Our first stop was to sample the local specialty of arepa made with corn flour and local cheese very delicious. Next we went to the village of Chiquinquirá to visit a cathedral renown for a miracle concerning an image of the Virgin Mary. We then drove on to Raquira to do a little souvenir shopping and to have a traditional lunch at a restaurant on the main square. The town is very picturesque and has many shops that sell pottery made of the local red clay.
After lunch we stopped at El Infiernito Little Hell, a title given to the area by the Spanish colonists due to a number of phallic pillars at the site. It was a religious worship site for the indigenous people. It is now an archeological dig site belonging to a university. The site served the indigenous as a burial ground and observatory, helping them to create a calendar.
We arrived in Villa de Leyva about 2:00 and walked around the village, taking note of the fossils which the Spanish colonists incorporated into their buildings and pavements as decoration. We also stopped for a hot chocolate at the Museum of Chocolate an unexpected, but delicious, experience.
Our guide was very knowledgeable and explained the background of all the sites on the tour as well as information on the lifestyle of the farm people. The farmers have their own cultural practices, music and way of dressing.
It was a very full day and we felt that we were able to see a much more diverse side of Colombia by going on this tour.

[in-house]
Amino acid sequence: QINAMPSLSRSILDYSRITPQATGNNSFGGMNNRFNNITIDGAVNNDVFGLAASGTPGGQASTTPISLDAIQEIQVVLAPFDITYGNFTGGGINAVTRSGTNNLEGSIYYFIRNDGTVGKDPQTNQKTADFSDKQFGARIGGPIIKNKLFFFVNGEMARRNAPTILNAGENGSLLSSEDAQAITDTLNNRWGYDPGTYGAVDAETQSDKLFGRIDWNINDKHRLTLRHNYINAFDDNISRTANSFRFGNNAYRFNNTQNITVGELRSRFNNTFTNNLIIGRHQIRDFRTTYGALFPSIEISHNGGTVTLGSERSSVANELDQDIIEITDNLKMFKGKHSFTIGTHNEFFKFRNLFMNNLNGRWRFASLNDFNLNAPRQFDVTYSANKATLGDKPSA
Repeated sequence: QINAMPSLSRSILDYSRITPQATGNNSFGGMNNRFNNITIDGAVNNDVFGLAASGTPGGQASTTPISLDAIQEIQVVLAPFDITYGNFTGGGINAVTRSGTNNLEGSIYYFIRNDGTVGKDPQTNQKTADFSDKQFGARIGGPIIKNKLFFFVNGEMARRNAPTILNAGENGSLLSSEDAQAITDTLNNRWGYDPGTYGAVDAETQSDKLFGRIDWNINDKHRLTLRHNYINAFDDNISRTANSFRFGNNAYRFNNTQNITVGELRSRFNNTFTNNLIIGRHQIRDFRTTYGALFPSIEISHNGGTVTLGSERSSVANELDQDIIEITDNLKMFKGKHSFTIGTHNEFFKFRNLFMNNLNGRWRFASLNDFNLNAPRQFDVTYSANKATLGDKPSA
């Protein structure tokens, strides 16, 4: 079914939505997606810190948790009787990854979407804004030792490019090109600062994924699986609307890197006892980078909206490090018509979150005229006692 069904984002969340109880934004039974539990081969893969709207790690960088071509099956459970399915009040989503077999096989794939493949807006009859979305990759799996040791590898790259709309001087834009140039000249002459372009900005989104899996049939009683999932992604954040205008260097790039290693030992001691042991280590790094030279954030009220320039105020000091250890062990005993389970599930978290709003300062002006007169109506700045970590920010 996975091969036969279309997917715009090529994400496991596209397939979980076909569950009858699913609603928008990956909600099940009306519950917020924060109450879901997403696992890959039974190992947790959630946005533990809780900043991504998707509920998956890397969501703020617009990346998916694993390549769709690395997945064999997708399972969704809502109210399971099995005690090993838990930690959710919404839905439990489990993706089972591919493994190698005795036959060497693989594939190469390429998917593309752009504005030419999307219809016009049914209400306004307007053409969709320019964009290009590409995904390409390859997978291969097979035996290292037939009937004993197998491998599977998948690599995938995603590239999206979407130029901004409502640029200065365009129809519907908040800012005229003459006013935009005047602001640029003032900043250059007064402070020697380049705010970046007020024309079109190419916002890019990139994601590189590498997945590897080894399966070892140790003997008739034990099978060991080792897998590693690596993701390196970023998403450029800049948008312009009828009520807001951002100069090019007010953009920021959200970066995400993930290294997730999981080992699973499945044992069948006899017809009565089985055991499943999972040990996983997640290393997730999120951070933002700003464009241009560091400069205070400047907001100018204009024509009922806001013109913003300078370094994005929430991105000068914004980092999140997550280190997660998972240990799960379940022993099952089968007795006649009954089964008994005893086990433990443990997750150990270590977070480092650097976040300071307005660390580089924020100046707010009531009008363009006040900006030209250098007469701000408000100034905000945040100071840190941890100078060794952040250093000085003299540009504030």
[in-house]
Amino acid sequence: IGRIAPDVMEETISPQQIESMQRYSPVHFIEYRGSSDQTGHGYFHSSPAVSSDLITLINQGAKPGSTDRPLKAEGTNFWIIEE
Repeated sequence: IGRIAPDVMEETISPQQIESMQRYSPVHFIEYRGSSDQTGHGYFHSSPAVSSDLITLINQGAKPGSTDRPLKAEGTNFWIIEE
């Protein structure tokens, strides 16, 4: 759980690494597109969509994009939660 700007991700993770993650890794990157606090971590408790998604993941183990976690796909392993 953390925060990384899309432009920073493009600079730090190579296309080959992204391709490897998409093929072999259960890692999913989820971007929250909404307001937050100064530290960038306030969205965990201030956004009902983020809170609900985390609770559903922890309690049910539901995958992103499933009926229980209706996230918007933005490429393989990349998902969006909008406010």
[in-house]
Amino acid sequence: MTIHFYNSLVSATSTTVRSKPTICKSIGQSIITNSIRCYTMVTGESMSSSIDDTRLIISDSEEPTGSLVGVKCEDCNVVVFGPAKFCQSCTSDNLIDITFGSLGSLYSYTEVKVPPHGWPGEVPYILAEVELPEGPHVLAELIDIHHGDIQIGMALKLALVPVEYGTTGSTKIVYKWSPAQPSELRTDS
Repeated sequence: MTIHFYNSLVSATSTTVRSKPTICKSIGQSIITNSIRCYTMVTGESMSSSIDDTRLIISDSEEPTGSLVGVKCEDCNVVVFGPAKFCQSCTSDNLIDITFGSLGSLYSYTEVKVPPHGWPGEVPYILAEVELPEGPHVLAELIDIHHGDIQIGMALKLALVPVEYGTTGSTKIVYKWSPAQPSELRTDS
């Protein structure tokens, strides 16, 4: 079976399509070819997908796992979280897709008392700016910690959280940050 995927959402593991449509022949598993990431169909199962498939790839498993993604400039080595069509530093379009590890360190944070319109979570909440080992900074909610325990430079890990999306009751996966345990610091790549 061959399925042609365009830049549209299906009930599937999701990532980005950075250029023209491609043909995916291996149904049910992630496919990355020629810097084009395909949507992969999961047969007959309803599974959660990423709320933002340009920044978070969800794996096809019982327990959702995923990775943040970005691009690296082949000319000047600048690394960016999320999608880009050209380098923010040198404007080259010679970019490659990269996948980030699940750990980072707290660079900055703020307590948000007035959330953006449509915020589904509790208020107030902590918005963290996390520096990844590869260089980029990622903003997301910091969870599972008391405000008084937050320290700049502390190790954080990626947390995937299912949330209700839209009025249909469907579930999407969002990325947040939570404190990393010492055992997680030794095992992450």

Margaret D USA

5 star rating: Highly Recommended January 2017

This is a great trip and a way to visit an area that few people who visit Bogota get to see as it is a long one. It took 3 1/2 hours of driving through very interesting countryside to get to our first stop which was Todo Raquira, a very picturesque old Colonial town. Then to the pre-Columbian astronomical Muisca Observatory and next to Villa de Leyva, a very well-preserved Spanish colonial town. A great lunch was had in Villa de Leyva. My tour guide was very knowledgeable and a great companion. This wasn't a private tour, but I was the only one on it. We had torrential rain going back to Bogota, which was handled expertly by our driver.

Manuel U

4 star rating: Recommended September 2014

This is a beautiful town and the landscapes you watch while getting there are breathtaking. I gave it 4 stars because the driver was like a "maniac on wheels". At some point when I saw him passing 4 cars in a curved two lanes highway I started to think "That's it". I am glad we came back alive.

Antonino P Costa Rica

3 star rating: Worth doing July 2014

Too far away from Bogota for a day trip

Laura S

3 star rating: Worth doing May 2014

Villa de Leyva is definitely an enchanting village with an amazingly big plaza, it is worth seeing. However my tour guide, even if a very nice young man, was not prepared at all. He barely said few words about this place and if you pay for a private tour as I did you surely except much more information.

Ellen H. D

2 star rating: It was OK, but could have been better February 2013

We cannot rate this your highly. Although our guide (Haiti) spoke English, she did not have a strong command of the language. It was very difficult to understand many of her words. She often didn't understand what we were asking (with repeated attempts, rephrased differently). See e-mail sent.